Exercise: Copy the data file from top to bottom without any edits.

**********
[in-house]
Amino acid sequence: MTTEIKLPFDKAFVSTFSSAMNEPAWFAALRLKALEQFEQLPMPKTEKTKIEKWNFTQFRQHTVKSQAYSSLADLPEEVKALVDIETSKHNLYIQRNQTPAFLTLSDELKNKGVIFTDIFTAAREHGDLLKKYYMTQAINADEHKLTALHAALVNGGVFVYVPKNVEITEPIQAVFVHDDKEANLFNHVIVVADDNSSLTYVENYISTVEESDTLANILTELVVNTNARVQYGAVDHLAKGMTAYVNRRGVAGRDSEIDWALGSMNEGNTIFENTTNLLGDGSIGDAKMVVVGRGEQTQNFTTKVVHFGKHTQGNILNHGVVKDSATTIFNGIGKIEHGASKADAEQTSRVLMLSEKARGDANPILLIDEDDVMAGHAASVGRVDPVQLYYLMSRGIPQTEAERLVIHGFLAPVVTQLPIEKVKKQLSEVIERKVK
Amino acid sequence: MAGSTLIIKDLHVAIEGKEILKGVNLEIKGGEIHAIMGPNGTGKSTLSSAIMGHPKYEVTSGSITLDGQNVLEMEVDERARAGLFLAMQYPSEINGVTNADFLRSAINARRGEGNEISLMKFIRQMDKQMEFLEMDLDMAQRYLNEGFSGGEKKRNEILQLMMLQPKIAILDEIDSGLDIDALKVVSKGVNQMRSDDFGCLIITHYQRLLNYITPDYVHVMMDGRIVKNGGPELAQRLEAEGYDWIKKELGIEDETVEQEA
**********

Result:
[in-house]
Amino acid sequence: MTTEIKLPFDKAFVSTFSSAMNEPAWFAALRLKALEQFEQLPMPKTEKTKIEKWNFTQFRQHTVKSQAYSSLADLPEEVKALVDIETSKHNLYIQRNQTPAFLTLSDELKNKGVIFTDIFTAAREHGDLLKKYYMTQAINADEHKLTALHAALVNGGVFVYVPKNVEITEPIQAVFVHDDKEANLFNHVIVVADDNSSLTYVENYISTVEESDTLANILTELVVNTNARVQYGAVDHLAKGMTAYVNRRGVAGRDSEIDWALGSMNEGNTIFENTTNLLGDGSIGDAKMVVVGRGEQTQNFTTKVVHFGKHTQGNILNHGVVKDSATTIFNGIGKIEHGASKADAEQTSRVLMLSEKARGDANPILLIDEDDVMAGHAASVGRVDPVQLYYLMSRGIPQTEAERLVIHGFLAPVVTQLPIEKVKKQLSEVIERKVK
Amino acid sequence: MAGSTLIIKDLHVAIEGKEILKGVNLEIKGGEIHAIMGPNGTGKSTLSSAIMGHPKYEVTSGSITLDGQNVLEMEVDERARAGLFLAMQYPSEINGVTNADFLRSAINARRGEGNEISLMKFIRQMDKQMEFLEMDLDMAQRYLNEGFSGGEKKRNEILQLMMLQPKIAILDEIDSGLDIDALKVVSKGVNQMRSDDFGCLIITHYQRLLNYITPDYVHVMMDGRIVKNGGPELAQRLEAEGYDWIKKELGIEDETVEQEA